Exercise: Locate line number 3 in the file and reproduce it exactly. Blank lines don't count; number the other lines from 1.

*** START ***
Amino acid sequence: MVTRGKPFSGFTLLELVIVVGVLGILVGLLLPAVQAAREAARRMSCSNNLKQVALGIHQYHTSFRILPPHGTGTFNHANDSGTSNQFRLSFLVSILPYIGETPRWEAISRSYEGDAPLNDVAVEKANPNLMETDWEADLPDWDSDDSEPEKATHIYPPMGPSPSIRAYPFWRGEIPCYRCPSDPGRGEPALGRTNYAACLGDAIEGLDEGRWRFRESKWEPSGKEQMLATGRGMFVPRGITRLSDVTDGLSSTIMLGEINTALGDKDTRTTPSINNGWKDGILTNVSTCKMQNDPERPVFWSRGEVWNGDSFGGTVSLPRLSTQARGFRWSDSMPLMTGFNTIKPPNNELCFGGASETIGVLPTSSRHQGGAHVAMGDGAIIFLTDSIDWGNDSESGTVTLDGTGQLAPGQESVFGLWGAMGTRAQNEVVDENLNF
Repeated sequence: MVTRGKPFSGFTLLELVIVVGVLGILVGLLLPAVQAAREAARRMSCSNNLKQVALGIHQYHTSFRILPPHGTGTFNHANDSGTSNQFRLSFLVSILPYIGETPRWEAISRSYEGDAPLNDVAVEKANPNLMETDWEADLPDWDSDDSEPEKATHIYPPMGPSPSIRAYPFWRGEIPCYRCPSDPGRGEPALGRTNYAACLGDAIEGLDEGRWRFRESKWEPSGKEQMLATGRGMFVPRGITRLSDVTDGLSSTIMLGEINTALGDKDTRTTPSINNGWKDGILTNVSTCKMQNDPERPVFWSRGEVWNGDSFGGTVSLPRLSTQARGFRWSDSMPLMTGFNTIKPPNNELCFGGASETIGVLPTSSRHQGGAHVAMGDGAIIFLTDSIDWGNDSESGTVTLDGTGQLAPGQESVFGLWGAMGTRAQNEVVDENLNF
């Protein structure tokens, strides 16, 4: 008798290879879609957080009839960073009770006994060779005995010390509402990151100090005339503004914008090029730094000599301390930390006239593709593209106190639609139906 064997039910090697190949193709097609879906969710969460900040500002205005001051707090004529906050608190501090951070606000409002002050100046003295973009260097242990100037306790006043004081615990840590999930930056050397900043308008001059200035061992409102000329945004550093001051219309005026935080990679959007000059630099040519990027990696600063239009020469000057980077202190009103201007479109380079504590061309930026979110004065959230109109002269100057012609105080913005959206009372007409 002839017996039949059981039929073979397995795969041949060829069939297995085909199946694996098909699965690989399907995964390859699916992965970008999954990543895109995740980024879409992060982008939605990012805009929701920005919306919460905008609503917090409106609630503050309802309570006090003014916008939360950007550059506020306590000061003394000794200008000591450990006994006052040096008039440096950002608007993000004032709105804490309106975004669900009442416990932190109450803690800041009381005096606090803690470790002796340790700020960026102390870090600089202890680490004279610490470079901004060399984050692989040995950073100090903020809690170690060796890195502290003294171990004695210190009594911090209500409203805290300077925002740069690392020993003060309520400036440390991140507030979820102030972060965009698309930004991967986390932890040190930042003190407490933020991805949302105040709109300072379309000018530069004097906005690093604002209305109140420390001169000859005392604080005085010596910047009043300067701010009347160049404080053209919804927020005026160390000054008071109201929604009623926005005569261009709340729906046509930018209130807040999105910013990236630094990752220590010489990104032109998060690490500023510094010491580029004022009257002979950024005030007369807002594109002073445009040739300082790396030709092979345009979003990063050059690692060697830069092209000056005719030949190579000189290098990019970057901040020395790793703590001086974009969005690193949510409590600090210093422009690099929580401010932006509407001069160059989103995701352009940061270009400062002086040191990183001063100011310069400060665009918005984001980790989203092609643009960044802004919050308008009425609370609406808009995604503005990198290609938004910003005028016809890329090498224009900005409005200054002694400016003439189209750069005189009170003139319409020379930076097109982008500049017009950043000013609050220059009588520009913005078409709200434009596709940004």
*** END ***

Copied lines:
């Protein structure tokens, strides 16, 4: 008798290879879609957080009839960073009770006994060779005995010390509402990151100090005339503004914008090029730094000599301390930390006239593709593209106190639609139906 064997039910090697190949193709097609879906969710969460900040500002205005001051707090004529906050608190501090951070606000409002002050100046003295973009260097242990100037306790006043004081615990840590999930930056050397900043308008001059200035061992409102000329945004550093001051219309005026935080990679959007000059630099040519990027990696600063239009020469000057980077202190009103201007479109380079504590061309930026979110004065959230109109002269100057012609105080913005959206009372007409 002839017996039949059981039929073979397995795969041949060829069939297995085909199946694996098909699965690989399907995964390859699916992965970008999954990543895109995740980024879409992060982008939605990012805009929701920005919306919460905008609503917090409106609630503050309802309570006090003014916008939360950007550059506020306590000061003394000794200008000591450990006994006052040096008039440096950002608007993000004032709105804490309106975004669900009442416990932190109450803690800041009381005096606090803690470790002796340790700020960026102390870090600089202890680490004279610490470079901004060399984050692989040995950073100090903020809690170690060796890195502290003294171990004695210190009594911090209500409203805290300077925002740069690392020993003060309520400036440390991140507030979820102030972060965009698309930004991967986390932890040190930042003190407490933020991805949302105040709109300072379309000018530069004097906005690093604002209305109140420390001169000859005392604080005085010596910047009043300067701010009347160049404080053209919804927020005026160390000054008071109201929604009623926005005569261009709340729906046509930018209130807040999105910013990236630094990752220590010489990104032109998060690490500023510094010491580029004022009257002979950024005030007369807002594109002073445009040739300082790396030709092979345009979003990063050059690692060697830069092209000056005719030949190579000189290098990019970057901040020395790793703590001086974009969005690193949510409590600090210093422009690099929580401010932006509407001069160059989103995701352009940061270009400062002086040191990183001063100011310069400060665009918005984001980790989203092609643009960044802004919050308008009425609370609406808009995604503005990198290609938004910003005028016809890329090498224009900005409005200054002694400016003439189209750069005189009170003139319409020379930076097109982008500049017009950043000013609050220059009588520009913005078409709200434009596709940004």